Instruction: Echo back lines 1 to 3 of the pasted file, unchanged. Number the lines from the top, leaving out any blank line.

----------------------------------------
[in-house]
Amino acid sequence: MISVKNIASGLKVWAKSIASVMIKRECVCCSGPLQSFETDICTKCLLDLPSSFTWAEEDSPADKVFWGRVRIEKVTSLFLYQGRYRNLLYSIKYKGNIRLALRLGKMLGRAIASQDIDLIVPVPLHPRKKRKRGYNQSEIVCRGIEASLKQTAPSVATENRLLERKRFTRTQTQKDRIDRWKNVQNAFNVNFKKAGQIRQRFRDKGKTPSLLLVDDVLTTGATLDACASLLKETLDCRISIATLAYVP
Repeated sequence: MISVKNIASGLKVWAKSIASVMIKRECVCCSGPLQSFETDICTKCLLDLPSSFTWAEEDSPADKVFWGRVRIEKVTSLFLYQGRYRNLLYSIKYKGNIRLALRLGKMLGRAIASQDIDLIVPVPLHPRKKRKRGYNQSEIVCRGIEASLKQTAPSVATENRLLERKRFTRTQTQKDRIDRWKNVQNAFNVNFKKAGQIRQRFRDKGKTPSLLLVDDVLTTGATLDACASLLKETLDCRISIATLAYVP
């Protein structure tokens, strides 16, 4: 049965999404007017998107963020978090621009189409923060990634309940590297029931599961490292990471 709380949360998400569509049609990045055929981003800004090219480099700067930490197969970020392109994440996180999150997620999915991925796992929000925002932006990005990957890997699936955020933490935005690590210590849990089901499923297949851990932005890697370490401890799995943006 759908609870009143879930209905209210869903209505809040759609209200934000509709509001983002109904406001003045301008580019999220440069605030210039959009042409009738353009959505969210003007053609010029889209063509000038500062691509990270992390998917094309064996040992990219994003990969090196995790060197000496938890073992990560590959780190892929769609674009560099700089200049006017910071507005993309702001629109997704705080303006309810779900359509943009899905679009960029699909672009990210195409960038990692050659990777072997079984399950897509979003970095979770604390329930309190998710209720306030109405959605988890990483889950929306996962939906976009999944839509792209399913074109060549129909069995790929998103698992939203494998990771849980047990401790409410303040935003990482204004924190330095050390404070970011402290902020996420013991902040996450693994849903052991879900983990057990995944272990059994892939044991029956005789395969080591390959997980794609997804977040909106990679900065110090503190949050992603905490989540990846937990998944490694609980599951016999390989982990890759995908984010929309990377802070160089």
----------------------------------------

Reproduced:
[in-house]
Amino acid sequence: MISVKNIASGLKVWAKSIASVMIKRECVCCSGPLQSFETDICTKCLLDLPSSFTWAEEDSPADKVFWGRVRIEKVTSLFLYQGRYRNLLYSIKYKGNIRLALRLGKMLGRAIASQDIDLIVPVPLHPRKKRKRGYNQSEIVCRGIEASLKQTAPSVATENRLLERKRFTRTQTQKDRIDRWKNVQNAFNVNFKKAGQIRQRFRDKGKTPSLLLVDDVLTTGATLDACASLLKETLDCRISIATLAYVP
Repeated sequence: MISVKNIASGLKVWAKSIASVMIKRECVCCSGPLQSFETDICTKCLLDLPSSFTWAEEDSPADKVFWGRVRIEKVTSLFLYQGRYRNLLYSIKYKGNIRLALRLGKMLGRAIASQDIDLIVPVPLHPRKKRKRGYNQSEIVCRGIEASLKQTAPSVATENRLLERKRFTRTQTQKDRIDRWKNVQNAFNVNFKKAGQIRQRFRDKGKTPSLLLVDDVLTTGATLDACASLLKETLDCRISIATLAYVP